Frugal Friday for Fall

NCM_logo There were two big and obvious seasonal trends in the frugalosphere this past month. The arrival of September means it is time to get serious about Christmas shopping. And it was, as we all know, National Coupon Month. But did you know that NCM is only 13 years old? Seems like it has always been there, but it was just in 1997 that it “was first introduced by the Promotion Marketing Association, Inc. (PMA) to heighten awareness to savings and increase coupon usage.”

In celebration, there were the usual pro-coupon posts, but also at least one in the this-has-gone-too-far vein. Coupons for Lottery Tickets – Seriously? from Provident Planning informed us that just because you get a two-for-one coupon for lottery tickets in the mail, that doesn’t mean that it is a good deal. As the author points out, the Pennsylvania Lottery (who sent out the coupons) only pays out 61% percent of their revenue in prizes, so a $2 ticket is really worth only $1.22. You would have to get a serious discount to turn that into a good deal.

Housing and living arrangements were another big theme this month. Financial Samurai kicked it all off with some useful tips on How To Get Girls If You Live At Home With Mom & Dad. Obviously, moving back in with the ‘rents is a deft frugal maneuver, but it has some drawbacks, particularly for the young man looking that special someone. One strategy: tell her that you own the house and that your parents are staying with you.

I guess I could understand that ploy working for a guy looking to close the deal on a given Saturday night, but for me it does not make sense in the long-term. If you are looking for a life partner, then naturally that person needs to be frugal and attracted to others who are frugal. If the girl you just met is turned off by finding out you live over your parent’s garage and ride a bike to save money, then she wasn’t right for you anyway.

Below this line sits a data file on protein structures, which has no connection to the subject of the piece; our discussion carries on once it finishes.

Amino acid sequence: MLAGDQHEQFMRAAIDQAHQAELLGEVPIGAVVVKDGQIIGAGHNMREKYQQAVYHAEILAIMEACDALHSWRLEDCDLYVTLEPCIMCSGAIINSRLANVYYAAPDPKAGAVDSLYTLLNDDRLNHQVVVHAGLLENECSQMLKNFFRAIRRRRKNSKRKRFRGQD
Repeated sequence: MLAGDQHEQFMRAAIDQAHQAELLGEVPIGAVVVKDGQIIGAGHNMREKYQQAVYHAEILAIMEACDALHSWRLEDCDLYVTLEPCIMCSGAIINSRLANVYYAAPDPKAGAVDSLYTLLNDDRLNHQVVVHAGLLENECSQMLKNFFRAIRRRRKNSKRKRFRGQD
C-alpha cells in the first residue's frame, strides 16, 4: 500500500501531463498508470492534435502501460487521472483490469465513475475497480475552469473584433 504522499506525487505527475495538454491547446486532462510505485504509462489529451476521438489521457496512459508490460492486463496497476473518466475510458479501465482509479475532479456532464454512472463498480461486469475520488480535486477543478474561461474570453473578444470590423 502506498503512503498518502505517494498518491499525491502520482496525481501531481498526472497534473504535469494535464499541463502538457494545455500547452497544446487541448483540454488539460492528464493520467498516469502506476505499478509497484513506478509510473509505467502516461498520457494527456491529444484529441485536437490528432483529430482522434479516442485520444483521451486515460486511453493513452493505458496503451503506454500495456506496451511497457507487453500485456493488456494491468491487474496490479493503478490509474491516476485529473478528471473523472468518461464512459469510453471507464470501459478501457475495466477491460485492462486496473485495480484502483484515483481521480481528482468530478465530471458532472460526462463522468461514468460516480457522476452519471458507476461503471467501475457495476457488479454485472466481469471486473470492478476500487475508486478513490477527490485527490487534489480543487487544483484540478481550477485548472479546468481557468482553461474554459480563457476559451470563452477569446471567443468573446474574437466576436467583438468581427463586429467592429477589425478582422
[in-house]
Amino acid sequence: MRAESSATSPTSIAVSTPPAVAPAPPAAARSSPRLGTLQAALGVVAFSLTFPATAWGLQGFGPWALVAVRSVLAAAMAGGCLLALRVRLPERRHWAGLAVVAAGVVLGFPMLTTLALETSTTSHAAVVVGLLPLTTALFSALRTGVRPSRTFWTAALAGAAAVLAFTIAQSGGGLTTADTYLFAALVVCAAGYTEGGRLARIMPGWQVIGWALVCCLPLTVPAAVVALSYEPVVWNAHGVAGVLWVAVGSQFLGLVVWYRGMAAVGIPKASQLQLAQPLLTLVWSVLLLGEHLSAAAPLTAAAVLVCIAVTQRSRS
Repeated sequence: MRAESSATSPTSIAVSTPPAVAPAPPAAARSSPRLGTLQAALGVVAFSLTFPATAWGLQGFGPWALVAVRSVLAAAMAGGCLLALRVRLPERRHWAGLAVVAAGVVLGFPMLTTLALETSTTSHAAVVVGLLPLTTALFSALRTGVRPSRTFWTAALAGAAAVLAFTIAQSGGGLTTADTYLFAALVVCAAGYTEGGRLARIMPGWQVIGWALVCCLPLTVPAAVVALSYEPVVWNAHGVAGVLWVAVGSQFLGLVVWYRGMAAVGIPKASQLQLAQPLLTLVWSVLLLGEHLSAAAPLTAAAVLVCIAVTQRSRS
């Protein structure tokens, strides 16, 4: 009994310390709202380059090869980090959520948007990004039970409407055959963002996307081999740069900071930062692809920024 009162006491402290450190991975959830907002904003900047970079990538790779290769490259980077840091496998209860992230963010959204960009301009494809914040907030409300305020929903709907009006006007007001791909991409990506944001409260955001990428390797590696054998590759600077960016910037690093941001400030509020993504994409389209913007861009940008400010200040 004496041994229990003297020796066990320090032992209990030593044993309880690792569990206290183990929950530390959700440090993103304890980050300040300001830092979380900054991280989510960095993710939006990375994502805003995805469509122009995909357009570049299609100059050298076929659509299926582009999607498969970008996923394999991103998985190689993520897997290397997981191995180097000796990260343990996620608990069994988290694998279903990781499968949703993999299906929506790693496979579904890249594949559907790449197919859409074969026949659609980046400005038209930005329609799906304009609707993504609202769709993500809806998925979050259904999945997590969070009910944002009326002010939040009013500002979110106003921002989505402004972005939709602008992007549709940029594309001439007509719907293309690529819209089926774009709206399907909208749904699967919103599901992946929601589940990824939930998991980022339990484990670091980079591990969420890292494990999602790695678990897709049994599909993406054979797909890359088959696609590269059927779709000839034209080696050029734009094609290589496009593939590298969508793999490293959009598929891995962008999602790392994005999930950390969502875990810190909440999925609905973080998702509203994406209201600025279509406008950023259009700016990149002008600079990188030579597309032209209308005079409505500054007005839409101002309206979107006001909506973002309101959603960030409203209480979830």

Of course, as frugal an idea as moving back home is for the grown child, it is an un-frugal problem for the parents. Donna Freedman at SmartSpending responded to Financial Samurai with this side of the coin. The basic idea is to make living at home much less of a compelling deal for the little darlings. She suggests 1) that the child be forced to share in housework 2) that the child pay rent and 3) that “Parents have the final say on visitors and sleepovers.” Of course, the kind of parent who would wield a veto over certain sleepover guests would attempt the same thing even if the child lived in a different time zone. But then there would be more of an enforcement issue.

For the recently ejected child, life in the first apartment can get complicated. Wise Bread brought us the cautionary tale of one young lady whose condo became home to six and a half people, none of them her parents. On the other hand, Squirrelers brought up another advantage to urban life: the constant sight of homeless beggars will motivate you to save.

Other tips this month included how to save money at farmer’s markets. (Go late and negotiate a deal on what ever is left over.)

How to Get Two Free Credit Reports a Year involves living in one of seven states (CO, GA, ME, MD, MA, NJ or VT) that require credit agencies to give you one free look a year, and then creatively interpreting those laws to mean that the state mandated report is a different thing than the federally mandated one.

WiseBread told us how to foil pickpockets and muggers by carrying a second decoy wallet containing “a few small bills and a few cards” including an inactivated credit card. (What could possibly go wrong?) The post also suggests tossing in a Blockbuster membership card. I knew that had to useful for something.

If you need last-minute ideas, Woman’s Day told us how to save money on Halloween costumes for your dog. There are three adorable DIY suggestions, each illustrated with a photo of a surprisingly unenthusiastic canine.

And finally, Not Made of Money had a list telling us how to lower your water bills. Number three is to take your car to the car wash instead of washing it yourself at home. Brilliant! That will save a lot of water and unquestionably reduce your water bill. And this same outsourcing principle could be applied to other parts of your life. Consider all the water you could save on dishwashing by eating out more. And if you stayed at a hotel you could shower there instead of at home.

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